“Good things are happening in my life.”  This is a new thought I’m trying to create a groove in my brain with.  There’s this whole concept about how we create our experience with our thoughts.  This may be true, but I’ve always had some anxiety around this because, damn it, sometimes my mind just does what it wants, and when it goes rogue on me, I start to feel like I am actively creating a disaster.  Then I listened to a podcast by Tara Brach, Buddhist psychologist and meditation guru.  In it, she moves listeners through a reflection where she asks us to close our eyes and think thoughts about trouble happening in our lives.  We repeat the various phrases about trouble being present and then tune into what is happening in our bodies.  I noticed my body tensing up.  My jaw clenched.  I felt pressure behind my eyes, and my neck and shoulders started to ache.  Next, she asked us to think about the words, kindness and care and the phrase, “May this experience open my heart”.  After thinking about this for a minute or two, I felt myself involuntarily take a deep breath.  My body as a whole sighed with relief.  It was profound and made a lasting impact.  My thoughts change the way my body feels.

For some of us, our minds spin many scary stories.  We are experiencing life through a pinhole while everything else around us goes dark with these thoughts.  And because I like to add insult to injury, I just throw on top of it, this massive anxiety about the fact that my thoughts were at fault but seemed completely out of my control.  I mean some of these stories around abandonment and self-worth have been with me my entire life.  How could I ever expect them to change?  The hard truth is, it doesn’t happen overnight or by listening to a podcast or reading a blog post.  It takes time, practice and patience.  Imagine that your mind starts out as an empty field that you love running through as a child.  Over time, your steps start creating trails, and by the time you become an adult, those trails are pretty well established.  When you step off that established trail onto the bumpy, grassy, dusty field, it feels harder to walk on than your well worn path.  It’s a little uncomfortable because it doesn’t feel natural and you aren’t exactly sure where it’s going to lead.  Even so, in the name of adventure, you walk on it anyway.  Eventually, your new paths lead you to all sorts of exciting places you didn’t know existed.  This is our mind.  We may have created trails made of  feelings of unworthiness or abandonment.  It took a lot of thinking these same thoughts over and over for them to get there.  They’re familiar and easy to walk on but that doesn’t mean we can’t begin breaking in new trails.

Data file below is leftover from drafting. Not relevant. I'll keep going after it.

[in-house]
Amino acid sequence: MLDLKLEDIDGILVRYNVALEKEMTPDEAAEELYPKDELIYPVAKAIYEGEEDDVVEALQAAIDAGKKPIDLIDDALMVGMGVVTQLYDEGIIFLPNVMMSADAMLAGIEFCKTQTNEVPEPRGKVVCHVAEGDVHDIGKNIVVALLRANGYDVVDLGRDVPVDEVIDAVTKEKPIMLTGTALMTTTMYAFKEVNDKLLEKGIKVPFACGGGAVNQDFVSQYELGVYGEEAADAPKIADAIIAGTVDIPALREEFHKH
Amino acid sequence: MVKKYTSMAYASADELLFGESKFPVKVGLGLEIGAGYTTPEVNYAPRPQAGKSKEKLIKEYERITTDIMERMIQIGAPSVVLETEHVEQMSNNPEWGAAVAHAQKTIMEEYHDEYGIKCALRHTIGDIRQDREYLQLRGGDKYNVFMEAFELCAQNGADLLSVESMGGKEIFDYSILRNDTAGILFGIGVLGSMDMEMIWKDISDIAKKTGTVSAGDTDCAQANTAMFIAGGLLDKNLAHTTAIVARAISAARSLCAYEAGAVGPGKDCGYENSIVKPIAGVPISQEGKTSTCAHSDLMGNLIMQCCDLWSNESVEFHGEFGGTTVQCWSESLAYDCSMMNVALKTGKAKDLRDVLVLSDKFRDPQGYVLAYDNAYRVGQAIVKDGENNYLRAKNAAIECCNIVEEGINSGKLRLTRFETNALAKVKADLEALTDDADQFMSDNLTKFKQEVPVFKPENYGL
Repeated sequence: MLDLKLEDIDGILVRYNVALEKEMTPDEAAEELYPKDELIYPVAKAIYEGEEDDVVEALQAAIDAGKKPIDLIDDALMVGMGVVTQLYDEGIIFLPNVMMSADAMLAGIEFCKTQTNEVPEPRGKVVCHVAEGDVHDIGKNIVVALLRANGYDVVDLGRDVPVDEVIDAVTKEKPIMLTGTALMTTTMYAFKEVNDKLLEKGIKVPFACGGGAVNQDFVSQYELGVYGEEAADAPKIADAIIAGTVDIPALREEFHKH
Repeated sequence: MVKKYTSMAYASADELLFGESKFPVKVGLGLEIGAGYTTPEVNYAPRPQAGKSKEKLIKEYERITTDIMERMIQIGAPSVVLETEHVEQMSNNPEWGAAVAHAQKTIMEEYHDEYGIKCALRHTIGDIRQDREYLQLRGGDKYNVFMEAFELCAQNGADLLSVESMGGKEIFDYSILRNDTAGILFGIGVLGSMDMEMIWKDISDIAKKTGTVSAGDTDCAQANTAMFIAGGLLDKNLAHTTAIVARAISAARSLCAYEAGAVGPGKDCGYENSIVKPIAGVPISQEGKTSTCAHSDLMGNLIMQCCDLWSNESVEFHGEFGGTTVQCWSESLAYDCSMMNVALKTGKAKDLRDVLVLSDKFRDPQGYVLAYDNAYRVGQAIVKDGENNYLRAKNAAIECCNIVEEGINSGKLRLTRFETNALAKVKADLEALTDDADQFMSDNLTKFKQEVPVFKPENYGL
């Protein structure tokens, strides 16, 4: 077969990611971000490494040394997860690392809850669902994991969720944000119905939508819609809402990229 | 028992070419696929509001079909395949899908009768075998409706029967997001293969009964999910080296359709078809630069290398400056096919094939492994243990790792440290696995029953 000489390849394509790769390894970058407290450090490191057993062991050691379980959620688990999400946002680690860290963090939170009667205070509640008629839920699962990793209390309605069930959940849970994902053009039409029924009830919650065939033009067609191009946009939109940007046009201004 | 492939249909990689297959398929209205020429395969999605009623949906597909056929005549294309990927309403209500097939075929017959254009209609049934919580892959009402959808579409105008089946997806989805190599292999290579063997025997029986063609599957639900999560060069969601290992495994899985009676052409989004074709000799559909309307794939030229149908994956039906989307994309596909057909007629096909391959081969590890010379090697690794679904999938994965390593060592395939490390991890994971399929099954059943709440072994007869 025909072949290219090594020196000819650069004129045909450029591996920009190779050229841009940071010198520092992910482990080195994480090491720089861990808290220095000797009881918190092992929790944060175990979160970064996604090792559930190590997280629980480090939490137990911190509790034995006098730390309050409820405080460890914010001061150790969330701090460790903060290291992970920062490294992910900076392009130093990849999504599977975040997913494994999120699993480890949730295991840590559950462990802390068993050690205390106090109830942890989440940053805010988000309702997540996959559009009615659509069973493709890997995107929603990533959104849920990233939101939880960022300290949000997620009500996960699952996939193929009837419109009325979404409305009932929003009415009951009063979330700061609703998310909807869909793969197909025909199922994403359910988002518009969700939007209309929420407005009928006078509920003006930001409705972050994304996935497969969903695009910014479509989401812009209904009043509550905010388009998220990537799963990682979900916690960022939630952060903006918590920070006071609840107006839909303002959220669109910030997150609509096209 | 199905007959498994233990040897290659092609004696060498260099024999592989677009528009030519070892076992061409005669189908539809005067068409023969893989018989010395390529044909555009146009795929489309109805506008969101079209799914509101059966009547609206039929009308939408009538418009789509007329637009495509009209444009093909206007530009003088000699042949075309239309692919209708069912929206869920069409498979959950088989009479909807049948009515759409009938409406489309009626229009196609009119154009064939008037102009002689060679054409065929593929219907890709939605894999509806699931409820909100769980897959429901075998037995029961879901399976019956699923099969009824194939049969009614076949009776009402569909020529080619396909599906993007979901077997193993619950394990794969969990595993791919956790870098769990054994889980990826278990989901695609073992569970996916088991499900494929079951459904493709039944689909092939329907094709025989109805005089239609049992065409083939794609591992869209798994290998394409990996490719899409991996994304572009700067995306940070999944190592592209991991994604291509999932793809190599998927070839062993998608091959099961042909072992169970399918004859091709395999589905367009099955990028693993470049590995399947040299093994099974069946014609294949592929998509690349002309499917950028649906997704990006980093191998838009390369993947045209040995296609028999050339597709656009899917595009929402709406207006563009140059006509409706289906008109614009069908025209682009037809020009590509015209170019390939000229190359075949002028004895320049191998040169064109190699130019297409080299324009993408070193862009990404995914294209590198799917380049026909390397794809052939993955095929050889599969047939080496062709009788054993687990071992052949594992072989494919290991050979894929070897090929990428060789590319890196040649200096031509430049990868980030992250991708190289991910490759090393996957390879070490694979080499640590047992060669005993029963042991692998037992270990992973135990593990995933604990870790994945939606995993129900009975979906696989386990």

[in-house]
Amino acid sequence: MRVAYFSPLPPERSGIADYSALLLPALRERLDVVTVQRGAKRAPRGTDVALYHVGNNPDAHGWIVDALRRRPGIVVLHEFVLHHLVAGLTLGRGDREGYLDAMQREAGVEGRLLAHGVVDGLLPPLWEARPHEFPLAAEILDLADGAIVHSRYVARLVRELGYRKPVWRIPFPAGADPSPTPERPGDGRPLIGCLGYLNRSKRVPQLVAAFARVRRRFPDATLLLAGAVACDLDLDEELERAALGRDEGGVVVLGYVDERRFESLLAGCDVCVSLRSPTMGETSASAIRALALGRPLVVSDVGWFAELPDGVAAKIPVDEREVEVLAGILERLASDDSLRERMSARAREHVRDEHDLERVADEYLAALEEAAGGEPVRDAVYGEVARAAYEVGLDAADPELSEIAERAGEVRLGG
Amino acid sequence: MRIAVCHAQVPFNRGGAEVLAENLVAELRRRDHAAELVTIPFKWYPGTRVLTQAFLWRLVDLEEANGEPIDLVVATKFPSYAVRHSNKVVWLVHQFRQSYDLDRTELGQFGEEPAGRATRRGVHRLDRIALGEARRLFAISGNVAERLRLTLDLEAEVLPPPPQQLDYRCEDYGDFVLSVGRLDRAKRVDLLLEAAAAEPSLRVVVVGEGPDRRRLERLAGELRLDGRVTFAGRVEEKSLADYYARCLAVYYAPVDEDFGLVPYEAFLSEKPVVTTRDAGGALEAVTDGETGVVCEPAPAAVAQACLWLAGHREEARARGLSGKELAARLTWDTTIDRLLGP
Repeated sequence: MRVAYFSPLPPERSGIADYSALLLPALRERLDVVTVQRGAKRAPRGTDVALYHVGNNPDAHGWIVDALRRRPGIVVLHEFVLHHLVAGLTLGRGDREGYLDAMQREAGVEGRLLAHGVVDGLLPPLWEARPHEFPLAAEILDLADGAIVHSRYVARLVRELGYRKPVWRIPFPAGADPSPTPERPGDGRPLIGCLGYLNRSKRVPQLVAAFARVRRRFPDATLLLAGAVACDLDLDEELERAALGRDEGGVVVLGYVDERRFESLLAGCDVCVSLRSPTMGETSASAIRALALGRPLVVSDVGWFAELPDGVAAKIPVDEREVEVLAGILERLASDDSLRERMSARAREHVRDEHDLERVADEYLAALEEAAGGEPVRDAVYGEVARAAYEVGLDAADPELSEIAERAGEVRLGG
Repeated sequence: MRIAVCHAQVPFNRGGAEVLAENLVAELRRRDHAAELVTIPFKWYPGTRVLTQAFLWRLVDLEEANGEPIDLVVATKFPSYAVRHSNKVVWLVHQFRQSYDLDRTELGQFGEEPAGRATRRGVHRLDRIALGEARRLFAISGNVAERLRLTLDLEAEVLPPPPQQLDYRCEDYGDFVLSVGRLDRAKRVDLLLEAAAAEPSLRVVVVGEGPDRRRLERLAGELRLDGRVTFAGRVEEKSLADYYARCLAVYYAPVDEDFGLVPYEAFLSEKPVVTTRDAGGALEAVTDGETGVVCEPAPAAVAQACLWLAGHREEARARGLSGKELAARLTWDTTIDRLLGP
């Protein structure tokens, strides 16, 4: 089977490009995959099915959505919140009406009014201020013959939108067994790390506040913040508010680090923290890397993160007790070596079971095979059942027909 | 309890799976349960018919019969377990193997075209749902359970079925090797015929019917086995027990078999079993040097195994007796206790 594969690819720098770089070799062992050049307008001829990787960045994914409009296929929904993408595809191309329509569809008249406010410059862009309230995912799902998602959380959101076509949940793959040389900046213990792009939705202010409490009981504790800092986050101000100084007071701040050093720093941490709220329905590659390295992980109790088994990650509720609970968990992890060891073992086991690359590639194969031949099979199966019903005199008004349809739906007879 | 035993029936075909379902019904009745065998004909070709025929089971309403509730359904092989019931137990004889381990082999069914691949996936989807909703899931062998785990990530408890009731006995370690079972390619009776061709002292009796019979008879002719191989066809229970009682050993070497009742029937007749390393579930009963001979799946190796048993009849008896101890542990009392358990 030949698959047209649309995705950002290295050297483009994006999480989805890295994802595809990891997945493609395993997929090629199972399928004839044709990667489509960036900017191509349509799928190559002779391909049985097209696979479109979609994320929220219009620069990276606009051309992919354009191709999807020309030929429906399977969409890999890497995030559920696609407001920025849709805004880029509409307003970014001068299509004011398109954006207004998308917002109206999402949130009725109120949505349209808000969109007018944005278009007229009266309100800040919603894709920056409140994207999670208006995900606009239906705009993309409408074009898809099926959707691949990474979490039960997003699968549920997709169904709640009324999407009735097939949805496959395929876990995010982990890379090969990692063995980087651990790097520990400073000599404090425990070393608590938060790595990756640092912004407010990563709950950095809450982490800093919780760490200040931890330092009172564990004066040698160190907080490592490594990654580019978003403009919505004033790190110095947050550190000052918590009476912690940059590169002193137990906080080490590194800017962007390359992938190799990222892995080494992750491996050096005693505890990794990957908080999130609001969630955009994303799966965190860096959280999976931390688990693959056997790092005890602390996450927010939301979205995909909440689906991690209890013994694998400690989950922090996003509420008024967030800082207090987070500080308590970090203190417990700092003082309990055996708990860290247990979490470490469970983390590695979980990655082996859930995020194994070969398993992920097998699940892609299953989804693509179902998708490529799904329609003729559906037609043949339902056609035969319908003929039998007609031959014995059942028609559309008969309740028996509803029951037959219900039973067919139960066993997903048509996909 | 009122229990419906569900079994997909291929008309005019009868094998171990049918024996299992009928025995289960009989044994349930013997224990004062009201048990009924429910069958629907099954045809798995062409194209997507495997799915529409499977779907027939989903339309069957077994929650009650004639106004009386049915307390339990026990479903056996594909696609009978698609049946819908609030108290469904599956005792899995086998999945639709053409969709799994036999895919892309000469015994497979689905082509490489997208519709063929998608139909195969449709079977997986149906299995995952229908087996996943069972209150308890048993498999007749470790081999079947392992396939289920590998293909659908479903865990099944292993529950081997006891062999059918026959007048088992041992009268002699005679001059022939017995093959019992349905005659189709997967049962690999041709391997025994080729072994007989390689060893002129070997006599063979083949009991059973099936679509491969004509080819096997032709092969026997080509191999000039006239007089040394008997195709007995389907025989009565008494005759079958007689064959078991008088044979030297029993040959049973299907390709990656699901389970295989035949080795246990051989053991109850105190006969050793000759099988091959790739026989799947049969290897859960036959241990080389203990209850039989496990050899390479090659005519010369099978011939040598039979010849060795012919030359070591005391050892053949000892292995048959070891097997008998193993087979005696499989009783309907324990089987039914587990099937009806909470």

A few things helped me believe this was possible after years of feeling pretty defeated by it.  The first was tuning into my body and the second was learning to become aware of my thoughts.  I wasn’t even trying to change things at this point.  I was just noticing.  When I started to really feel the difference in my body’s response between thinking about trouble and thinking about kindness and open hearts, my ability to change my own experience couldn’t be denied any longer.  This new knowledge created some freedom and choice.  Now, when I feel anxiety creeping into my body, the first thing I do is notice my thoughts.  

Like most people, I have a few repeating messages that like to take over my brain about being unlovable, easy to leave, or that I am unsafe.  These are the well worn trails that are familiar to walk on.  When the thoughts come up, I notice them and feel them in my body.  I feel tense, shallow breathing, tightness in my chest, pressure behind my eyes, and an ache in my shoulders and neck.  Before I can change my thoughts, I have to figure out a way to relax my body so first things first: I take 3 deep belly breaths or maybe 10 or 12 if I’m really triggered.  Ahhhh…some relief.  Then I take in what’s around me.  The sound of the fan, my daughter watching TV on the couch, my snoring dog, and the way the sun is coming through the window.  All of these things bring me to the present moment, and once I’m in the present moment and my body is more relaxed, some space is created for me to think differently.  I can step off that worn path that says something is wrong with me, and walk over to a place where the grass on the new path is just starting to lay flat.  This is the beginning of the “I am enough” trailhead.  I breathe that in.  I am enough.  The pinhole I had been looking through begins to expand.  I am enough.  Stepping out of this darkness, I feel the sun on my face.  One step at a time, my trail is leading me to a more expansive place. 

Trails are worn slowly over time and so it is with the thoughts in our mind, but with every new step we find ourselves closer to peace.